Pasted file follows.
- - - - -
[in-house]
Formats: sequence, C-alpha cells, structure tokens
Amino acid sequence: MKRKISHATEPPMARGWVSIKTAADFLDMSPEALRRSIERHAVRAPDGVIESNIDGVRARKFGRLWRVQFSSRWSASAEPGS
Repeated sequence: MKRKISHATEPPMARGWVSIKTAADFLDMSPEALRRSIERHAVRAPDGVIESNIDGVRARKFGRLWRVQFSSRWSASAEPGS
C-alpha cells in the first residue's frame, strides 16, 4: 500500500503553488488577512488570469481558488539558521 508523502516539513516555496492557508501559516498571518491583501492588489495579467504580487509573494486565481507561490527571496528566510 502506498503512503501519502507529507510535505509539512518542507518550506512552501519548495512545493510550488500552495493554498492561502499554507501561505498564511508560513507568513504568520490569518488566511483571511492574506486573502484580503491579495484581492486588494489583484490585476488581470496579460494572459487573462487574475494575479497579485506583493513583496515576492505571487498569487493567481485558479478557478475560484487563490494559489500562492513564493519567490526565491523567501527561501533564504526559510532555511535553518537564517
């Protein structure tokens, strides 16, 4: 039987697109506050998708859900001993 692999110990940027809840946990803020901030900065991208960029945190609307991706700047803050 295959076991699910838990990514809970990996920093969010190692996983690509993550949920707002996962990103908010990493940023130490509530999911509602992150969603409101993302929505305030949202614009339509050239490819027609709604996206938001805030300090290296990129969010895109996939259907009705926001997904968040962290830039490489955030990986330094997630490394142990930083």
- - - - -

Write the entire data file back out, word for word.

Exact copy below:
[in-house]
Formats: sequence, C-alpha cells, structure tokens
Amino acid sequence: MKRKISHATEPPMARGWVSIKTAADFLDMSPEALRRSIERHAVRAPDGVIESNIDGVRARKFGRLWRVQFSSRWSASAEPGS
Repeated sequence: MKRKISHATEPPMARGWVSIKTAADFLDMSPEALRRSIERHAVRAPDGVIESNIDGVRARKFGRLWRVQFSSRWSASAEPGS
C-alpha cells in the first residue's frame, strides 16, 4: 500500500503553488488577512488570469481558488539558521 508523502516539513516555496492557508501559516498571518491583501492588489495579467504580487509573494486565481507561490527571496528566510 502506498503512503501519502507529507510535505509539512518542507518550506512552501519548495512545493510550488500552495493554498492561502499554507501561505498564511508560513507568513504568520490569518488566511483571511492574506486573502484580503491579495484581492486588494489583484490585476488581470496579460494572459487573462487574475494575479497579485506583493513583496515576492505571487498569487493567481485558479478557478475560484487563490494559489500562492513564493519567490526565491523567501527561501533564504526559510532555511535553518537564517
């Protein structure tokens, strides 16, 4: 039987697109506050998708859900001993 692999110990940027809840946990803020901030900065991208960029945190609307991706700047803050 295959076991699910838990990514809970990996920093969010190692996983690509993550949920707002996962990103908010990493940023130490509530999911509602992150969603409101993302929505305030949202614009339509050239490819027609709604996206938001805030300090290296990129969010895109996939259907009705926001997904968040962290830039490489955030990986330094997630490394142990930083």